Q: What, you're modest now?
A: Yeah, yeah. No, I'm not modest.... It's not just me. There are a whole lot of folks who've been involved. The second part, the more important was, it seems to me that books tend to come across as though they've figured it out. They've got a product. It's finished. As though we'd almost arrived and we got our act together. And that was an impression that would just turn me off. Because we are on a journey. We have hardly come close to perfecting what we're doing.
Q: You're still a work in progress.
A: We're going to be a work in progress for the next 100 years, hopefully. Every year we learn something new, something that was inconsistent with our philosophy that we did because everybody else was doing it.
Q: You're hiring process must be pretty stringent
A: We don't hire very many people, frankly. Of the 40,000 people who work at AES or AES affiliates, less than 1,000 were hired.
Q: How often do you fire people?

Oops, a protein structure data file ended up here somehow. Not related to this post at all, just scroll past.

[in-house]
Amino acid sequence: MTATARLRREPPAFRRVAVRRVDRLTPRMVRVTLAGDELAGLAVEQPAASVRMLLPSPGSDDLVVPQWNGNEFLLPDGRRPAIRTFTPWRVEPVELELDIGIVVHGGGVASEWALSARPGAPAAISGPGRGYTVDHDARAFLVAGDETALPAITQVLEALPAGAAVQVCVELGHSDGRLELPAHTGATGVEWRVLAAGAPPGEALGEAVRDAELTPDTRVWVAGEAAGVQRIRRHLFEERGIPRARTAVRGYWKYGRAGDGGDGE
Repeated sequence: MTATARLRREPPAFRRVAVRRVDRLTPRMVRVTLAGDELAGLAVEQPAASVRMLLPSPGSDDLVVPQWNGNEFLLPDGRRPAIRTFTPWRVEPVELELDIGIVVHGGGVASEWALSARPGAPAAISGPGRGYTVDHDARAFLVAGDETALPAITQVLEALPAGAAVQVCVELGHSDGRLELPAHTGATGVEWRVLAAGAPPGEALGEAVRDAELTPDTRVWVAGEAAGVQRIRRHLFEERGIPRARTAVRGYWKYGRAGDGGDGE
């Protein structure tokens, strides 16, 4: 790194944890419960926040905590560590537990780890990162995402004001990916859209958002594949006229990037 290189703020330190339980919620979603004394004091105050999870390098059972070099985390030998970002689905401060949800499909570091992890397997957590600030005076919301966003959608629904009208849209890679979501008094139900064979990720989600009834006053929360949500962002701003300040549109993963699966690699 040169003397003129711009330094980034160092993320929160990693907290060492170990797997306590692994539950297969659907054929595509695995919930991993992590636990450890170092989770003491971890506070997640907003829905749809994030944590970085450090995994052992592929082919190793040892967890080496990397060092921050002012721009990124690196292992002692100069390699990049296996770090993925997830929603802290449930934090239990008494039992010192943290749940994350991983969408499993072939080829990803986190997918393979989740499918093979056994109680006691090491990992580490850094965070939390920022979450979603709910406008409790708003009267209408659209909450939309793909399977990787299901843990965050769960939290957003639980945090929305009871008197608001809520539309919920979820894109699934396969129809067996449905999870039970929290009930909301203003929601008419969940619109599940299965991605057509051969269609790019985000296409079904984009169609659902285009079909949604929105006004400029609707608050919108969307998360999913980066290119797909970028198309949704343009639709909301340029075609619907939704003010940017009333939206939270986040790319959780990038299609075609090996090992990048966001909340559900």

A: All the time. One of the least socially responsible things in the world is to have one extra person working when they're not needed. In other words, an unproductive person. When they're added to the rest of the group, it makes the whole group unproductive. In either case, it's a travesty to the society to keep that person in an unproductive role. The compassion comes with how you do [the firing] and what responsibility you take for that transition. As much as I feel strongly about letting people go, in 99% of the cases they're doing it voluntarily. We're paying them significant amounts of money and letting them choose whether they want to stay or want to go. So we're paying enormous amounts of money in order to soften this transition from unproductive activity to productive activity.
Q: What's an enormous amount of money?
A: From six months to three years' worth of compensation. I heard in India in one case they were going to offer 10 years, and the government said no, that's too much. So we're going to offer five years.
Q: Do you live by that philosophy outside the office?
A: I hope so. Part of what we mean by integrity is you don't have private lives and public lives. "Business is business." Have you ever heard that? What I think people mean by that is there are special rules in business. Leave you're little Sunday School attitude at home. What we would like is to train more people to be the same person inside the company and have the same values and principles as they would at home. So we don't have this sort of schizoid life that most people have to live.